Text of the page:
Association between change in handgrip strength and cognitive function in Korean adults: a longitudinal panel study

Hyunkyu Kim, Seung Hoon Kim, Wonjeong Jeong, Sung In Jang, Eun Cheol Park, Youseok Kim

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8 Citations (Scopus)


Background: Muscular function, such as handgrip strength, has been suggested as an associated factor for cognitive impairment. This study investigated the association between temporal change in handgrip strength and cognitive function using longitudinal, nationwide data from Korean older adults. Methods: Our study used data from the Korean Longitudinal Study of Aging (KLoSA). The analysis covered 6696 participants who had taken the handgrip strength test and Mini-Mental State Examination (MMSE) from 2006 to 2018. We adopted general estimating equations to assess the temporal effect of handgrip strength change on cognitive function. Results: After adjusting for covariates, we observed an association between handgrip strength and low MMSE scores (β = − 0.3142 in men, β = − 0.2685 in women). Handgrip strength as a continuous variable was positively correlated with MMSE scores after adjustment (β = 0.0293 in men, β = 0.0347 in women). The group with decreased handgrip strength over time also showed greater odds for mild cognitive impairment (OR = 1.23, 95%CI = 1.05–1.27 in men, OR = 1.15, 95%CI = 1.05–1.27 in women) and dementia (OR = 1.393, 95%CI = 1.18–1.65 in men, OR = 1.19, 95%CI = 1.08–1.32 in women). Conclusions: This study identified the relationship between handgrip strength change and cognitive function among South Korean adults. According to our large, longitudinal sample, decreasing handgrip strength was associated with decline in cognitive function.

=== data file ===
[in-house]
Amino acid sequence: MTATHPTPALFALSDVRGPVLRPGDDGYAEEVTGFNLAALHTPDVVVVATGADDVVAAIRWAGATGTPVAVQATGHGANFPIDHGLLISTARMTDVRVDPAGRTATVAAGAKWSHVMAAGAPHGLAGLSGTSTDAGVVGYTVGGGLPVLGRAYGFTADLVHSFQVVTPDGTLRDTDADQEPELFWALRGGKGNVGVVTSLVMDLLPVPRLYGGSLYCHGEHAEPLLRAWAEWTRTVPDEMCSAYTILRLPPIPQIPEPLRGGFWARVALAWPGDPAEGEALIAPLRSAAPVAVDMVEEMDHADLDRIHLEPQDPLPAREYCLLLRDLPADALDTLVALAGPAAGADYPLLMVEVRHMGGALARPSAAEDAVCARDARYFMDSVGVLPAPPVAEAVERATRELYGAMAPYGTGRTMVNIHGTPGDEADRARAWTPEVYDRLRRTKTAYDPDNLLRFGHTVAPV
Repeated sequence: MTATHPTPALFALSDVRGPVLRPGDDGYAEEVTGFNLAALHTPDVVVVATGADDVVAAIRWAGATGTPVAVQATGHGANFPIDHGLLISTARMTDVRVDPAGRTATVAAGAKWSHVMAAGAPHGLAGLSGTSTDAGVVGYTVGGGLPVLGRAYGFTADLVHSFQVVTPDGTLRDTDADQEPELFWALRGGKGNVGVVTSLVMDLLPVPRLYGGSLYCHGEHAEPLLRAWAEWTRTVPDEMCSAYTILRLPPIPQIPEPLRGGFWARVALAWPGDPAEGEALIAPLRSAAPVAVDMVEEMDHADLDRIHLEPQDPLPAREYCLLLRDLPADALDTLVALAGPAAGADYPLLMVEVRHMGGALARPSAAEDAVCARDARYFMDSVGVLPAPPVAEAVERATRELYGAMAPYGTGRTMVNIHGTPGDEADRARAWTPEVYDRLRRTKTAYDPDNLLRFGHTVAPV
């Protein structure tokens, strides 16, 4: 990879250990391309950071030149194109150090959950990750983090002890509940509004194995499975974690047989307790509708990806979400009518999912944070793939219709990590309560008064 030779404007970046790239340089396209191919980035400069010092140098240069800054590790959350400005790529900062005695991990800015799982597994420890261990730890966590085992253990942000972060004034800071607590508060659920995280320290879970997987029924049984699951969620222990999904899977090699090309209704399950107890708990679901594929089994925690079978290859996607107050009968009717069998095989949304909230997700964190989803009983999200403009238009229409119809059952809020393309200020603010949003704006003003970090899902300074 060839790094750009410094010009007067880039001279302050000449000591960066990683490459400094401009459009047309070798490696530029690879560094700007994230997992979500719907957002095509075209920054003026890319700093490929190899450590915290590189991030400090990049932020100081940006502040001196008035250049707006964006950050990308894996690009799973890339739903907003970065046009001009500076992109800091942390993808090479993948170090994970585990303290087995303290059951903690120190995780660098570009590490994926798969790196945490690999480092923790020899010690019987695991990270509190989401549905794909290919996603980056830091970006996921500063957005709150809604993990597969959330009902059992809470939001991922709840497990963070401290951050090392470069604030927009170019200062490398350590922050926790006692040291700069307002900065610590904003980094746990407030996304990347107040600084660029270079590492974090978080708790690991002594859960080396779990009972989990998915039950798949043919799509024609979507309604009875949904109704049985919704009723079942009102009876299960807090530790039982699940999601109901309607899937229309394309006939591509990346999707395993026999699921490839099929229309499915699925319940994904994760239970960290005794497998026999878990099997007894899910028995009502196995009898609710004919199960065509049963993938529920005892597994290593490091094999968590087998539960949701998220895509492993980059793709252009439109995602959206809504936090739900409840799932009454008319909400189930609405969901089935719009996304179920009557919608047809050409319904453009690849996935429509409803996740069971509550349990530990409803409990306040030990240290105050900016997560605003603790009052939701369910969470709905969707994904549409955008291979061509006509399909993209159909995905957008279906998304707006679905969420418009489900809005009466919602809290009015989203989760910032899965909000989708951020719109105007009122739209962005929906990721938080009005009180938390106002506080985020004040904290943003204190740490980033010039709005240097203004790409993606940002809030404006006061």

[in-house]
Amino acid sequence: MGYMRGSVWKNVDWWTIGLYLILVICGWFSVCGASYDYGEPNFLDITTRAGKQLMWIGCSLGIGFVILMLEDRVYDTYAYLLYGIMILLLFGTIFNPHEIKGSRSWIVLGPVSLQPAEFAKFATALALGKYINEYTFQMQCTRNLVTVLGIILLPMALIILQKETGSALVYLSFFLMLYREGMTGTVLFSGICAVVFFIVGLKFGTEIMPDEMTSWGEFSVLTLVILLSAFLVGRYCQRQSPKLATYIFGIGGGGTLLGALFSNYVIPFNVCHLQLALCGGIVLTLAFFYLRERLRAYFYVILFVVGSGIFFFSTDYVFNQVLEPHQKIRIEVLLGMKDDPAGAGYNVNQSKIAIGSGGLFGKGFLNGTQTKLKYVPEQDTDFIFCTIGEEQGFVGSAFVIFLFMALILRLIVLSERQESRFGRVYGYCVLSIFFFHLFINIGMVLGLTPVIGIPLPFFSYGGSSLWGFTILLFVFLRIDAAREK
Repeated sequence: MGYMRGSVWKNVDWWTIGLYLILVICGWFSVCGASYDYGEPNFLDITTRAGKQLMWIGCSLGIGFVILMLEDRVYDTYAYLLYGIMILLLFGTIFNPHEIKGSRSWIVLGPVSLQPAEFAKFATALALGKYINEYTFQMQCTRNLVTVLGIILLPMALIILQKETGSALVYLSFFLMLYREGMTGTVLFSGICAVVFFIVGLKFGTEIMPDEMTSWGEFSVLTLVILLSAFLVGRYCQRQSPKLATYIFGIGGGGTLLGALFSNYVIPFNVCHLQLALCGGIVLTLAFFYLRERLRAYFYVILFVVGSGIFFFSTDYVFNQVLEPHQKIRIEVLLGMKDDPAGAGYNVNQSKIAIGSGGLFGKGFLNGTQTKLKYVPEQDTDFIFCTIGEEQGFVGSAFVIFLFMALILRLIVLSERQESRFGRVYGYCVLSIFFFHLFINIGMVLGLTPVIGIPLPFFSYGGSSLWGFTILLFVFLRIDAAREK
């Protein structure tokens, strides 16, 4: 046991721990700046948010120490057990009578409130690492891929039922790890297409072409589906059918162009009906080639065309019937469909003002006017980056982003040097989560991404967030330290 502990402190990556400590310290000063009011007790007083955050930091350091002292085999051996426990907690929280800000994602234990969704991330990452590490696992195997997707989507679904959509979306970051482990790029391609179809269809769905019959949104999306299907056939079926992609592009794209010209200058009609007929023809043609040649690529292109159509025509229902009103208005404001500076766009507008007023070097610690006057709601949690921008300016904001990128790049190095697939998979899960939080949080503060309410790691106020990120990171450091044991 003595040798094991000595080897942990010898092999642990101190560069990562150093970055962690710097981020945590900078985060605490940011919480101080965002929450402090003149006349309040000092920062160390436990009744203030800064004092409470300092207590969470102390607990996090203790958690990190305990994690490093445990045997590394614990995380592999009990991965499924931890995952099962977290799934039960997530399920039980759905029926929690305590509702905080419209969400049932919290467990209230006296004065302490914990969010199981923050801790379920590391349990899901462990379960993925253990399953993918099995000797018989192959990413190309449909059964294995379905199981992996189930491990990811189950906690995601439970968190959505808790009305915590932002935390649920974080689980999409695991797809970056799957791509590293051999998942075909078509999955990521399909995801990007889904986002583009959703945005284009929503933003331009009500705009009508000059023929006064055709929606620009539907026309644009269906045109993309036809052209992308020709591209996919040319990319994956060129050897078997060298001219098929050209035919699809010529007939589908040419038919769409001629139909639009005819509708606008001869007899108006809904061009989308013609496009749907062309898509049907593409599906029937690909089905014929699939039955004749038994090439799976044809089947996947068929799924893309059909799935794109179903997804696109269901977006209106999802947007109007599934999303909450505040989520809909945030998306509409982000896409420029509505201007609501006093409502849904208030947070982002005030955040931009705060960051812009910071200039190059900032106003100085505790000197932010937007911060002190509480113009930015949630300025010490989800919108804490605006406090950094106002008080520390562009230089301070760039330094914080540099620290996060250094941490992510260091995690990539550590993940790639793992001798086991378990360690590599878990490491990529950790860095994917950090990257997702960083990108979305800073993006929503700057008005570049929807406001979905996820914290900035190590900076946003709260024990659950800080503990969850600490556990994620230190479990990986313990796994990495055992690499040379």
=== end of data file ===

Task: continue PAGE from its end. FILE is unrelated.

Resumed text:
Original languageEnglish
Article number671
JournalBMC Geriatrics
Issue number1
Publication statusPublished - 2021 Dec

Bibliographical note

Publisher Copyright:
© 2021, The Author(s).

All Science Journal Classification (ASJC) codes

  • Geriatrics and Gerontology


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